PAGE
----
In printing and typography, an
em is the width of a capital “M” character in a given font and point size. It is a relative unit of width that scales automatically with the font size.
em is an
en, which unsurprisingly is the width of an “N” character.
Equal to the computed value of the ‘
font-size’ property of the element on which it is used.
font-size “indicates the desired height of glyphs from the font.”)
em unit in CSS is a relative unit based on the
font-size of the parent element. For example, suppose you have the following HTML:
<div class="parent1" style="font-size: 20px"> <p style="font-size: 2.0 em">First paragraph</p> </div> <div class="parent2" style="font-size: 35px"> <p style="font-size: 1.8 em">Second paragraph</p> </div>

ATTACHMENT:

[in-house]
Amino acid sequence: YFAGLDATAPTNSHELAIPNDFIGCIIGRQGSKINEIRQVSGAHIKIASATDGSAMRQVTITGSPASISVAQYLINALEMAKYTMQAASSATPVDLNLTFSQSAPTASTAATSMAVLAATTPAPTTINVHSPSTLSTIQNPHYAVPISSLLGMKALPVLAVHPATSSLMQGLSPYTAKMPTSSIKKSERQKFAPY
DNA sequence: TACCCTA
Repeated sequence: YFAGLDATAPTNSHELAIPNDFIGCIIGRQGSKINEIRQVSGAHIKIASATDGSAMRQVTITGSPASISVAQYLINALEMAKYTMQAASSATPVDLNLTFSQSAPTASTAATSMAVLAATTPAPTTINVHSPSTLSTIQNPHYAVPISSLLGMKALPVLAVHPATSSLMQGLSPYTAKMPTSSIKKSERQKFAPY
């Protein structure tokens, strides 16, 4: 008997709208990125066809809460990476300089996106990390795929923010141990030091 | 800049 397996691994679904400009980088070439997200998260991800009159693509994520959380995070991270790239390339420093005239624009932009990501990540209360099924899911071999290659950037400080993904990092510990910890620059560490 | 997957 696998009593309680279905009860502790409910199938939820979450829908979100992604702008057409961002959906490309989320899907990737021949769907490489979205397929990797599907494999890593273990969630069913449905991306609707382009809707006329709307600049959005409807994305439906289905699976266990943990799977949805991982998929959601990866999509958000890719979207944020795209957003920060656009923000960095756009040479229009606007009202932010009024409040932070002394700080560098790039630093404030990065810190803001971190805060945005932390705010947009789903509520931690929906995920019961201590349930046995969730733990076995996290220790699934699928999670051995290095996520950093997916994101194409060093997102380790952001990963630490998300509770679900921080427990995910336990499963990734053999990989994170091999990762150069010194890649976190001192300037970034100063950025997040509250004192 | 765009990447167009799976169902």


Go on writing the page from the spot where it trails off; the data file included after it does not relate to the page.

In the above example, you will find that the first paragraph’s
font-size is smaller than the second paragraph's
font-size despite the fact that the first is larger than the second in
em. This because the parent element of the first paragraph, the
div, has an absolute font size of
20px, which is smaller than the
35px font size of the second